David Currey - Sep / Oct 11

David Currey


When David Currey joined Chapman University as the school’s Director of Athletics in 1990, the former football coach had officially retired from coaching. After 20 satisfying years coaching the football teams at Stanford University, Long Beach State, the University of Cincinnati and UCLA, Currey decided that the athletic directorship at Chapman–which had no football team at the time–would provide him with the opportunity to spend more time with his family. Currey was therefore surprised in 1994, when President James Doti called him into his office and said he wanted to start a Chapman football team.


“My first reply was, ‘You’re crazy,’ ” says Currey. “At that time in the early 1990s, many of the colleges in the area (Cal State Fullerton, Long Beach State, U of Pacific, Santa Clara, St. Mary’s, etc.) were dropping college football, and President Doti wanted to start a team. I didn’t know how Chapman, which didn’t even have a goal post, could start a football team.”


Despite his initial misgivings, Currey caught the pass and ran with the idea. “The response to forming a team was overwhelming,” he says. “That first season, over 130 players turned out. At that time, Georgia Frontiere was a trustee, and the Rams were headquartered in Anaheim. We had so many players that we had to get shoulder pads from the Rams.”


Today Chapman has Orange County’s only NCAA four–year university football program. When Currey started, there were nine sports and 143 athletes. In comparison, today the school features 21 sports and over 550 athletes, including top–ranked teams in men’s baseball, women’s softball, tennis and basketball. The various teams participate in over 380 athletic events annually. This year, Chapman became the ninth member of the prestigious Southern California Intercollegiate Athletic Conference (SCIAC). Including intramurals and club sports, about one in four Chapman students participate in sports.


Though building a football team and well–rounded sports program at Chapman challenges Currey at times, he thrives amidst the leadership opportunities. “There’s nothing more rewarding than offering a coach his first job and seeing him grow and mature,” says Currey, whose department experiences little turnover.


Mike Bokosky is head coach of Chapman’s basketball team and assistant athletic director. He has worked under Currey since 1992. “David is a people person and that shows through in his leadership,” says Bokosy. “People gravitate towards him–he has charisma and makes everyone feel comfortable in any setting. He doesn’t micromanage, and that attitude has guided us through the many changes we’ve experienced in the sports department.”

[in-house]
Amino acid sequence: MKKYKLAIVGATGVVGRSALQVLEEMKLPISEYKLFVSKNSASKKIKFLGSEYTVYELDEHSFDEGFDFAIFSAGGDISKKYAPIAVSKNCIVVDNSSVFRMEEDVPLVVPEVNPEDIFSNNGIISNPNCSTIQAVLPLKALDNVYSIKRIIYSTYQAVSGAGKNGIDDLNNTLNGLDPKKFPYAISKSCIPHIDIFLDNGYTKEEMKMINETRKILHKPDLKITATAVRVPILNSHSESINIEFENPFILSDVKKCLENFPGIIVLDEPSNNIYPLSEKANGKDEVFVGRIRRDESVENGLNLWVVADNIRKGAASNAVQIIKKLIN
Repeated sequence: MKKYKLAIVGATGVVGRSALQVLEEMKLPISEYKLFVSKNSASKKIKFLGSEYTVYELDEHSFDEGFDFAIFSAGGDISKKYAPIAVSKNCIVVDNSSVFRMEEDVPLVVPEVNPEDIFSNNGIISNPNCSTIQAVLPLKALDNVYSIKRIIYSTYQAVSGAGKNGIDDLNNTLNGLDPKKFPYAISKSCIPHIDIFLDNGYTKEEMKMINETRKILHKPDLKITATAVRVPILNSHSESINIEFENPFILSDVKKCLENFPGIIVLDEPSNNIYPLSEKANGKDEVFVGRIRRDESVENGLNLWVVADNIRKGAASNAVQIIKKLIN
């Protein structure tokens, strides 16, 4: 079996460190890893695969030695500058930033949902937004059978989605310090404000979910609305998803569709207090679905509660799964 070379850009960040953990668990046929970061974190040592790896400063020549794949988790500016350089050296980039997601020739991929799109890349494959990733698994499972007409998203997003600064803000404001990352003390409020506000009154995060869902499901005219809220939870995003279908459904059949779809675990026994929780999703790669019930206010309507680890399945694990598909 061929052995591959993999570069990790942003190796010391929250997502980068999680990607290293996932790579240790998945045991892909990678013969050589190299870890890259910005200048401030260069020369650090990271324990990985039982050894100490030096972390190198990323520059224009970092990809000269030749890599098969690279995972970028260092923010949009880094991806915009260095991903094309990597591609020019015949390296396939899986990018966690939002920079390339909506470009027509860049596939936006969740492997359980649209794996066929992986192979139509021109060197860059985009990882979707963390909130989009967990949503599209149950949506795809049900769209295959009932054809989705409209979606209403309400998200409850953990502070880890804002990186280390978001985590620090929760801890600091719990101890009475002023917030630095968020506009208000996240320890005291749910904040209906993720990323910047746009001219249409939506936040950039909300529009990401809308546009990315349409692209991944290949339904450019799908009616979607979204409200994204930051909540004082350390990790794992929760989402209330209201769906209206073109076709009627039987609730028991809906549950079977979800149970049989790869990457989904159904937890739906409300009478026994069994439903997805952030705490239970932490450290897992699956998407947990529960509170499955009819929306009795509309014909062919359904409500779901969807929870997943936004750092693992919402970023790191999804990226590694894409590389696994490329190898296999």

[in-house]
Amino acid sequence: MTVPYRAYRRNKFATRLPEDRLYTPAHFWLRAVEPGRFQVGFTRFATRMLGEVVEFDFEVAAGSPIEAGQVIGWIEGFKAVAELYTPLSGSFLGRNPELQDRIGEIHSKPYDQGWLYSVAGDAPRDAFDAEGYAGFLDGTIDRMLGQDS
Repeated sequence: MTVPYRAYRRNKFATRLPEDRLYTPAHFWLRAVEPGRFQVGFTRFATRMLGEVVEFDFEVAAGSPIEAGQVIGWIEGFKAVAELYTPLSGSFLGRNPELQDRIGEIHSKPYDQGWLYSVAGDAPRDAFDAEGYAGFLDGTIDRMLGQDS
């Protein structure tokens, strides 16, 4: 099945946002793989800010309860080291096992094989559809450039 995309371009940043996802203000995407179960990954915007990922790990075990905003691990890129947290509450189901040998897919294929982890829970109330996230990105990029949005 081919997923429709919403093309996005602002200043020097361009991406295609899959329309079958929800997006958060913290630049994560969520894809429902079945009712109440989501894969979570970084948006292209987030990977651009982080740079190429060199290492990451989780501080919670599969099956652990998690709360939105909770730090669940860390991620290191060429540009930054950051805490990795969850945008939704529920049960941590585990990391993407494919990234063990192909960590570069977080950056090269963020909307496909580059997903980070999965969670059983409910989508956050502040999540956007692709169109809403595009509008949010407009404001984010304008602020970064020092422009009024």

Though Currey always likes the game, it’s the chance to influence the lives of young athletes that he finds the most fulfilling. “As coaches we are similar to parents in many ways,” says Currey, who has two children of his own, one of whom attended Chapman. “Athletics is a ministry to young people. I find it very rewarding to help them make decisions that will affect the rest of their lives.”


Douglas Aiken was a baseball player and student worker in Chapman’s athletic office while an undergraduate in the 1990s, and he is currently the school’s sports information director.


“David has always been a bit of a father figure to me,” says Aiken. “I have gone to him over the years for life advice, and on many occasions he has listened and been a huge supporter. He’s a very caring boss. He’s also committed to the Division III philosophy that emphasizes the student, and he has done a great job of hiring coaches who are committed to a satisfying student athlete experience.”


Currey started playing football and baseball when he was eight years old and over the years learned how powerful a coach’s influence can be. “My high school football coach, Ray Solari, always supported me and encouraged me to look into teaching or coaching,” he says. “I was even more touched when I was 30 and he asked me to be the Godfather of his son.”


Today, those who know Currey would agree that his “failure” to retire from coaching was a blessing.


Erin J. Lastinger Sports Complex


When Chapman University decided to start a football team in 1994, the decision ignited a dream to create a state–of–the–art sports complex. The wish finally came true in the summer of 2008 when the Lastinger Athletic Complex opened. Named after the center’s main benefactor, former Chapman Student–Athlete Erin J. Lastinger, the $20.5 million complex includes the 2,000–seat Ernie Chapman Stadium and the Holly and David Wilson Field, the latter of which features a multi–use synthetic athletic surface. Beneath the stadium is a 900–space underground parking structure, and the center also houses the two–sided Raj Bathal Press Box and the Riach Stadium Terrace, which looks down on the 500–seat Frank E. and Mary O’Bryan Aquatics Stadium and the Zee Allred Olympic Pool. The complex also includes the Baldwin Family Pavilion containing coaches’ offices, classrooms, the Phillip H. Case Athletics Director’s Office and the Jamie Case–Babson strength facility.


For information on how you can attend this season’s football games, visit ChapmanAthletics.com

Published in the Sep / Oct 11 edition of the Old Towne Orange Plaza Review

Article Written by Julie Bawden-Davis, Photos by Jeanine Hill

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